I hugged her a little tighter. “I’m going to tell everyone about your bedtime stories and our late-night talks in my room, the stars you decorated our bedroom doors with before our plays, and the Harry Potter party you threw me--and how we talked on the phone almost every day last year when I was at college.”
She found my hand and squeezed it. “Rachel, all I ever wanted was love in our home. And yesterday, looking at you three girls up there singing, I realized that I got it. I got everything I ever wanted.”
A few hours later I called 9-1-1 because my mom had lost consciousness. I lay beside her on the floor and sang “Love At Home” while my dad and sisters rushed home from work.
Just as she had wanted, the five of us were together when she slipped away. We were circled around her bed in the emergency room, hands tightly clasped. Then God took her from our family circle. And she left us alone.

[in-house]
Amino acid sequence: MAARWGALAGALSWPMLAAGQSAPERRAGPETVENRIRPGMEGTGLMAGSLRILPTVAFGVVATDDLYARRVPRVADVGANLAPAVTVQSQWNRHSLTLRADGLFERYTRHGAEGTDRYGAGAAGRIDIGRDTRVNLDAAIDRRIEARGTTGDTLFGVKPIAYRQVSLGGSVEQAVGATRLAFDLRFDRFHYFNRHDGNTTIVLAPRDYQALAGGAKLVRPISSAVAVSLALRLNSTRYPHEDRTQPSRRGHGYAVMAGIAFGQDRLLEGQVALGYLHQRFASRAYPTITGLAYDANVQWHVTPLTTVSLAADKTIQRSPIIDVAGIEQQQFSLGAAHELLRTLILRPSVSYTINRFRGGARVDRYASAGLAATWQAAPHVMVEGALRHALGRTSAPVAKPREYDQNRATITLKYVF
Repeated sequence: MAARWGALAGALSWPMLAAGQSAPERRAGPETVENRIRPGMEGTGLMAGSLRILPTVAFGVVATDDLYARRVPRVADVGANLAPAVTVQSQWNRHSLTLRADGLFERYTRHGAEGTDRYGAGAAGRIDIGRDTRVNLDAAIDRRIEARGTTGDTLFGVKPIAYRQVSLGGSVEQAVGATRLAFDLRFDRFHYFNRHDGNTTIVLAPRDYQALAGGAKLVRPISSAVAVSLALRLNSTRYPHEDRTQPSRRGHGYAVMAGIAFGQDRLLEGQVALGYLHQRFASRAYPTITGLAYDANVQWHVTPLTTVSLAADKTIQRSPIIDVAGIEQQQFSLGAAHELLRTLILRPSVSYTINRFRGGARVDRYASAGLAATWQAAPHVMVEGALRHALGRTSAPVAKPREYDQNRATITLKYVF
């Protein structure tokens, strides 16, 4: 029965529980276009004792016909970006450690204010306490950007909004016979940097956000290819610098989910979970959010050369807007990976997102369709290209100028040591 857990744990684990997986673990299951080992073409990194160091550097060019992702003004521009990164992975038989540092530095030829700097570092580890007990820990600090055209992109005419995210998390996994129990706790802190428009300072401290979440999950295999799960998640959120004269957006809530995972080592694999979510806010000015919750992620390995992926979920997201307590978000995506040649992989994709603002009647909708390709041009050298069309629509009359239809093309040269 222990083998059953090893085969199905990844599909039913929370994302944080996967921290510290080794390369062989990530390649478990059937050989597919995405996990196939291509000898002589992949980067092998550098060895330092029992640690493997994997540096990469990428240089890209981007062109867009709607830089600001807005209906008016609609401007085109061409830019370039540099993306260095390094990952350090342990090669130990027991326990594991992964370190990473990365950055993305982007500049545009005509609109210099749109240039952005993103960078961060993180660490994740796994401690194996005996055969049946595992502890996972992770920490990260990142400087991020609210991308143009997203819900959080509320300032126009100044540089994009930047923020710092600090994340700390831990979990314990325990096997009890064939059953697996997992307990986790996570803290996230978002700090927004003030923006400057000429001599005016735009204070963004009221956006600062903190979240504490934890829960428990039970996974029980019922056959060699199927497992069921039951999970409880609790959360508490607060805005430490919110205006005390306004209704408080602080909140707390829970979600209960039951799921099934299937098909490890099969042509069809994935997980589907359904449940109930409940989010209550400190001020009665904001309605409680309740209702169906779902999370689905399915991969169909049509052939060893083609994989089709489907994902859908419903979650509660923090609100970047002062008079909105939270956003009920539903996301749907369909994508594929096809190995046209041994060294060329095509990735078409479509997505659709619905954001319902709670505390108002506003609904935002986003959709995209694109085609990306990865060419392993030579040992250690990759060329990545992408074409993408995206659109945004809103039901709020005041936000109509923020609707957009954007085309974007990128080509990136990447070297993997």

Yes, I would go through with this talk.
Settled in an arm chair in the Cowan’s living room, I stared at the blank computer screen in front of me. Blank, like my stunned heart. I started typing.
My sisters and I had the opportunity to sing an arrangement of “Love At Home,” one of our favorite hymns, to our church congregation this past Sunday. My mom was so grateful that she was well enough to be there to hear her girls sing.
Grateful is an understatement. Her tears didn’t stop for the rest of the meeting.
As the three of us sang the familiar words, one of the lines of the hymn that I had never really noticed before suddenly took on new meaning to me: “Making life a bliss complete, when there’s love at home.” Although I never expected that she would pass away the next day—
—I knew that I didn’t have much time left with my mom. But in that moment, as my eyes settled on her face among all the faces in the congregation, I realized that my life has truly been a“bliss complete” because of the love that my mother brought to our home each and every day of her life.